Growing up, Erica Kirkwood (Souris Class, 2009) was surrounded by family in law enforcement. Her dad is a sheriff. Her sister is a sheriff. Her grandmother is a retired sheriff. She even has an uncle and aunt who are sheriffs. Plus two sheriff cousins. Kirkwood even took the sheriff’s exam and passed it.
But something stopped her from going down that path.
“I liked the idea of law enforcement, but I just wanted to do something different,” shrugged Kirkwood. “I also loved FBI agents Mulder and Scully, when they had their show on TV, and that inspired me too. It seemed like a really exciting and rewarding career.”
The seed was planted and Kirkwood concentrated on making her goal of becoming an FBI agent a reality. She earned her bachelor’s degree in criminal justice, then looked for the next step.
That step came to a skidding halt when she found out that the FBI was on a hiring freeze.
“I couldn’t believe it,” said Kirkwood, shaking her head. “It didn’t make any sense to me, but there wasn’t anything I could do about it. I ended up putting the FBI career on hold, while taking a job with the city of Chicago as an investigator. The job involved mostly investigating businesses. I would inspect business licenses and make sure that they were in compliance with municipal ordinances and public way use rules, and investigate consumer protection complaints. Oddly enough, I found that I really liked the work. It got me thinking about my goals and my future.”
But it was Kirkwood’s father who turned her head to another side of the law.
FROM FBI TO J.D.
“I have to be honest; it was my dad who inspired me to go to law school,” said Kirkwood. “I kept hearing his voice. He went to WMU-Cooley. I remember him coming home from his classes and telling me all these great stories. He would tell me how the professors were so smart. How much he learned. I found his exciting tales very contagious.
“That was the point when I realized that going to law school was really what I wanted to do. I didn’t need to be an FBI agent.”
Yet Kirkwood was conflicted. She didn’t want to give up her job with the city. Nor could she afford to quit. She needed part-time classes. After looking at the Illinois law schools, and realizing they didn’t offer any part-time programs that worked with her schedule, she started looking outside Illinois.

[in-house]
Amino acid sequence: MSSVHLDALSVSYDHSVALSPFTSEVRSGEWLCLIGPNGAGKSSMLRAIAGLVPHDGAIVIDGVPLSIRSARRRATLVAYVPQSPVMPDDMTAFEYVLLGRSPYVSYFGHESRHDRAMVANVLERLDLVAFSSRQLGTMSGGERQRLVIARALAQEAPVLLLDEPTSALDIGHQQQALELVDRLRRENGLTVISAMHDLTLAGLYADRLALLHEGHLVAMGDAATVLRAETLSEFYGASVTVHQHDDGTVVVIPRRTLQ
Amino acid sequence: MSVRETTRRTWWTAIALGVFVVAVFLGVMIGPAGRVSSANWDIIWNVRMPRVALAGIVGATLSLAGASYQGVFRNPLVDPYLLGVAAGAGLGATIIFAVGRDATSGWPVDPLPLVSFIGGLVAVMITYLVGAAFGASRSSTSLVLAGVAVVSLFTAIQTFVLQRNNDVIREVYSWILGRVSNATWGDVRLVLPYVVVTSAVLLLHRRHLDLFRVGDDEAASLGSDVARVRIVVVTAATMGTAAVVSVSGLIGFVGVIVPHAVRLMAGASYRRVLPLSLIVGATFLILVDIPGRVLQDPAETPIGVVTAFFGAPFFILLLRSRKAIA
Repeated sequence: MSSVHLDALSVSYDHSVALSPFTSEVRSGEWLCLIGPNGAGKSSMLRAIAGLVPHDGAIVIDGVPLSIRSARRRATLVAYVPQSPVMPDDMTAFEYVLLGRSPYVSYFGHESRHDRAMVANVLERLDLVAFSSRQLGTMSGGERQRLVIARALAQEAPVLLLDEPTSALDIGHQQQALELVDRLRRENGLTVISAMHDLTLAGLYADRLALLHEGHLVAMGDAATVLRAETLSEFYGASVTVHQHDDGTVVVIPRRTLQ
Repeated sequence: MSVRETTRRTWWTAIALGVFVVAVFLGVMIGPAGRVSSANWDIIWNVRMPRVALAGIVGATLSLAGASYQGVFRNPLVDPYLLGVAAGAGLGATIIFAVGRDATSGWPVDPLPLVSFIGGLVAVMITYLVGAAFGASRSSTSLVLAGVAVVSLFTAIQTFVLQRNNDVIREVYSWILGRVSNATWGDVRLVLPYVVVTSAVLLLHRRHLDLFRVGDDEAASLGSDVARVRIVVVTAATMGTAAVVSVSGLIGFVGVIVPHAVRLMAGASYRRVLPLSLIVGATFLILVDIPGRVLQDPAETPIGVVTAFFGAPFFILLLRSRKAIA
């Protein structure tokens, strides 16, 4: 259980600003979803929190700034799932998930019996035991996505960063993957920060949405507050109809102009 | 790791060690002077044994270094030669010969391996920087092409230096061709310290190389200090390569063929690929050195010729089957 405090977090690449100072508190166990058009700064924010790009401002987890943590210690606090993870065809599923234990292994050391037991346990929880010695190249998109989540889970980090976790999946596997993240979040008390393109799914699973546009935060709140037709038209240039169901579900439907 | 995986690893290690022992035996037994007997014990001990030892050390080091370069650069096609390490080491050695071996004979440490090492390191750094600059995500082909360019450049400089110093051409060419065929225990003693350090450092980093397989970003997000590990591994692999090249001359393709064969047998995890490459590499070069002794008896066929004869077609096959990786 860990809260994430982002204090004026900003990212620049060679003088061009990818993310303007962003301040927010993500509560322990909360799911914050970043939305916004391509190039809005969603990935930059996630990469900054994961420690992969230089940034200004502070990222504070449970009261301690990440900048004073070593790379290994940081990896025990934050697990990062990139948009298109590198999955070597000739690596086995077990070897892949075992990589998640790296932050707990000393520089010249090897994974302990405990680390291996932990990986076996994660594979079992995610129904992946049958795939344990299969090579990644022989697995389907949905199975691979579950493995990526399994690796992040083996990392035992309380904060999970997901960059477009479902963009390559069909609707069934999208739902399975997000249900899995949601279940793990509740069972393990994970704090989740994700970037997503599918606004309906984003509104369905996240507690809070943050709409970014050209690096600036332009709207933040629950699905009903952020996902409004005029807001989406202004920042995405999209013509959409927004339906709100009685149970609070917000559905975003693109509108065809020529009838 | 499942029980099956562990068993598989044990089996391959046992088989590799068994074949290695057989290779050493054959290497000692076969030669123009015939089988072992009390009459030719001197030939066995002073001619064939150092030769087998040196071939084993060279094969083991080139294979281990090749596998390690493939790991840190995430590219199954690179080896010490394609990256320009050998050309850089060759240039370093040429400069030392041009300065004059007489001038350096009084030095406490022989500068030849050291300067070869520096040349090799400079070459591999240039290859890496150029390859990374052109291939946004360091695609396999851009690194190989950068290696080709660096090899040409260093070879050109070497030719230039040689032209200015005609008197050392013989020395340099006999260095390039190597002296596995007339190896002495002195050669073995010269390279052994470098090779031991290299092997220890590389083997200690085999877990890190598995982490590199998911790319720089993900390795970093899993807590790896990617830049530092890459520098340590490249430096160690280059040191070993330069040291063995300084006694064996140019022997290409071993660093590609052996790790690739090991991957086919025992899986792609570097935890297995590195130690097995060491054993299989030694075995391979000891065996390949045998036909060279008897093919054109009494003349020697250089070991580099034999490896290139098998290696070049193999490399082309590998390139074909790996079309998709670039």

“I wasn’t ready to give up,” declared Kirkwood. “I knew there was something out there for me. Then I heard my dad’s voice again – telling me about WMU-Cooley’s part-time program, AND they offered classes in Lansing, AND they offered weekend classes!”
That was it. Kirkwood started law school the next semester, with a scholarship to boot.
“It was funny,” laughed Kirkwood. “I thought I would be giving up a lot by going to law school on weekends, but I loved it, especially the weekend students. I found them to be a different type of student – more focused. It felt like they knew what they wanted to do, and they seemed to have a greater level of determination.”
Typical of Kirkwood, no matter how busy, she found ways to do more. In her second year of law school she took it upon herself, with the help of a few classmates, to start the Weekend Law Society student group.
“They made me the first president!” she said with pride. “I think we did a lot to support our weekend community and build our resources. We also managed to host a number of exam preparation study groups. It seemed to add to the bond we already had for each other.”
Commuting to school could be a challenge, especially during winter, but Kirkwood was determined to let nothing get in her way.